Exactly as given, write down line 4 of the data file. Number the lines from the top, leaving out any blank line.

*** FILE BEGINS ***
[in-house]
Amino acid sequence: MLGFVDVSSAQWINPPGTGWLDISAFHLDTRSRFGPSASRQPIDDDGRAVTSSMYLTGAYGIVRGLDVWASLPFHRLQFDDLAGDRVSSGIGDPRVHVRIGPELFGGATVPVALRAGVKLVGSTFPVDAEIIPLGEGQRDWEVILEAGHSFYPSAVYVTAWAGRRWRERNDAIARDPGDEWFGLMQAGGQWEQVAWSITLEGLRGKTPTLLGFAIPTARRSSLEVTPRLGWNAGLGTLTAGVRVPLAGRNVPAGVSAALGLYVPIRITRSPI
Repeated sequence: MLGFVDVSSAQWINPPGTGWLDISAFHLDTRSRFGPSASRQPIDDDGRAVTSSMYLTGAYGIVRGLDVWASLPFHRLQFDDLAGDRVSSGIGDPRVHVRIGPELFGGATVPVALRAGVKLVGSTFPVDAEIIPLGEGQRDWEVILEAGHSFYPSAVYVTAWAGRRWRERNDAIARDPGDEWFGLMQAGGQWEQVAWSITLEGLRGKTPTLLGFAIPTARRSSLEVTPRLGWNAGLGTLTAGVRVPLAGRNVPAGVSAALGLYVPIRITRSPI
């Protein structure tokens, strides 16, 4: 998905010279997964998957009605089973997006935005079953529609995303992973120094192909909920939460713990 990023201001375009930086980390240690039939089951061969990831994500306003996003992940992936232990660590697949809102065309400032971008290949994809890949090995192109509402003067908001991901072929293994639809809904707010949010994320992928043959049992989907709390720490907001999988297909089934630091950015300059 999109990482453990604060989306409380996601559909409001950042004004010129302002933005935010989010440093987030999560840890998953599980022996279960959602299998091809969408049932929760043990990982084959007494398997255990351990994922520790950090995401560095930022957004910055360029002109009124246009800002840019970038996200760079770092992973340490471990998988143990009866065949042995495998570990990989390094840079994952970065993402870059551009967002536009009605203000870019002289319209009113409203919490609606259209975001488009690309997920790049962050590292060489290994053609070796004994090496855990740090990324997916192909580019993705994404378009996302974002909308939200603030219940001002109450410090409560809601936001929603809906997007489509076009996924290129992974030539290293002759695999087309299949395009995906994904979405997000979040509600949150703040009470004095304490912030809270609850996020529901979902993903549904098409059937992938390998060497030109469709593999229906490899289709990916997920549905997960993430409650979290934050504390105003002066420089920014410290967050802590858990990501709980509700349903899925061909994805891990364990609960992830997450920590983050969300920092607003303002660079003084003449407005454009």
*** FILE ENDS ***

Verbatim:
């Protein structure tokens, strides 16, 4: 998905010279997964998957009605089973997006935005079953529609995303992973120094192909909920939460713990 990023201001375009930086980390240690039939089951061969990831994500306003996003992940992936232990660590697949809102065309400032971008290949994809890949090995192109509402003067908001991901072929293994639809809904707010949010994320992928043959049992989907709390720490907001999988297909089934630091950015300059 999109990482453990604060989306409380996601559909409001950042004004010129302002933005935010989010440093987030999560840890998953599980022996279960959602299998091809969408049932929760043990990982084959007494398997255990351990994922520790950090995401560095930022957004910055360029002109009124246009800002840019970038996200760079770092992973340490471990998988143990009866065949042995495998570990990989390094840079994952970065993402870059551009967002536009009605203000870019002289319209009113409203919490609606259209975001488009690309997920790049962050590292060489290994053609070796004994090496855990740090990324997916192909580019993705994404378009996302974002909308939200603030219940001002109450410090409560809601936001929603809906997007489509076009996924290129992974030539290293002759695999087309299949395009995906994904979405997000979040509600949150703040009470004095304490912030809270609850996020529901979902993903549904098409059937992938390998060497030109469709593999229906490899289709990916997920549905997960993430409650979290934050504390105003002066420089920014410290967050802590858990990501709980509700349903899925061909994805891990364990609960992830997450920590983050969300920092607003303002660079003084003449407005454009």